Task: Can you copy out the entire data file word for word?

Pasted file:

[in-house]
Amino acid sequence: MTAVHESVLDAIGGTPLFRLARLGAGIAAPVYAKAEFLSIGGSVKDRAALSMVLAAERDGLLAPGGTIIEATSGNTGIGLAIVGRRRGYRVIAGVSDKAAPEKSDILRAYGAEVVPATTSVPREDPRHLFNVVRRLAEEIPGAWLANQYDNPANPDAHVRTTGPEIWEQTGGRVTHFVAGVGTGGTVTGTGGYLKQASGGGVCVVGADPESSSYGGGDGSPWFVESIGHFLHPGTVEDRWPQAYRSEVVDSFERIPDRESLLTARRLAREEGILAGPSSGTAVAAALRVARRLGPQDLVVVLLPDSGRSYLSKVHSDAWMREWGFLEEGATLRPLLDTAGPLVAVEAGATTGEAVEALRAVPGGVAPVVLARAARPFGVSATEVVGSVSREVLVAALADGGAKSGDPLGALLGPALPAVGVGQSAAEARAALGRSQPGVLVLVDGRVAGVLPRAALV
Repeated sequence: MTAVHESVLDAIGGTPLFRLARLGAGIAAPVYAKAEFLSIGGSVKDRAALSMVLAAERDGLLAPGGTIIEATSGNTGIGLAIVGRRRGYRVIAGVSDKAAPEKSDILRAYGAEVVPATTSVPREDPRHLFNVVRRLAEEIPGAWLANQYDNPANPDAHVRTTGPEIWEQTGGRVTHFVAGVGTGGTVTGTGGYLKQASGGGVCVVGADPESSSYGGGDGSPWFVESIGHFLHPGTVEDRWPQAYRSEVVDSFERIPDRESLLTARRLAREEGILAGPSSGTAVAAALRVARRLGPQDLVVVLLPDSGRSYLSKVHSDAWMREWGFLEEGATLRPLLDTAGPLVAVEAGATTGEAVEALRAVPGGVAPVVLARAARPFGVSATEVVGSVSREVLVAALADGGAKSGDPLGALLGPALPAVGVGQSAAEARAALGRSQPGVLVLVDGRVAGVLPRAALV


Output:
[in-house]
Amino acid sequence: MTAVHESVLDAIGGTPLFRLARLGAGIAAPVYAKAEFLSIGGSVKDRAALSMVLAAERDGLLAPGGTIIEATSGNTGIGLAIVGRRRGYRVIAGVSDKAAPEKSDILRAYGAEVVPATTSVPREDPRHLFNVVRRLAEEIPGAWLANQYDNPANPDAHVRTTGPEIWEQTGGRVTHFVAGVGTGGTVTGTGGYLKQASGGGVCVVGADPESSSYGGGDGSPWFVESIGHFLHPGTVEDRWPQAYRSEVVDSFERIPDRESLLTARRLAREEGILAGPSSGTAVAAALRVARRLGPQDLVVVLLPDSGRSYLSKVHSDAWMREWGFLEEGATLRPLLDTAGPLVAVEAGATTGEAVEALRAVPGGVAPVVLARAARPFGVSATEVVGSVSREVLVAALADGGAKSGDPLGALLGPALPAVGVGQSAAEARAALGRSQPGVLVLVDGRVAGVLPRAALV
Repeated sequence: MTAVHESVLDAIGGTPLFRLARLGAGIAAPVYAKAEFLSIGGSVKDRAALSMVLAAERDGLLAPGGTIIEATSGNTGIGLAIVGRRRGYRVIAGVSDKAAPEKSDILRAYGAEVVPATTSVPREDPRHLFNVVRRLAEEIPGAWLANQYDNPANPDAHVRTTGPEIWEQTGGRVTHFVAGVGTGGTVTGTGGYLKQASGGGVCVVGADPESSSYGGGDGSPWFVESIGHFLHPGTVEDRWPQAYRSEVVDSFERIPDRESLLTARRLAREEGILAGPSSGTAVAAALRVARRLGPQDLVVVLLPDSGRSYLSKVHSDAWMREWGFLEEGATLRPLLDTAGPLVAVEAGATTGEAVEALRAVPGGVAPVVLARAARPFGVSATEVVGSVSREVLVAALADGGAKSGDPLGALLGPALPAVGVGQSAAEARAALGRSQPGVLVLVDGRVAGVLPRAALV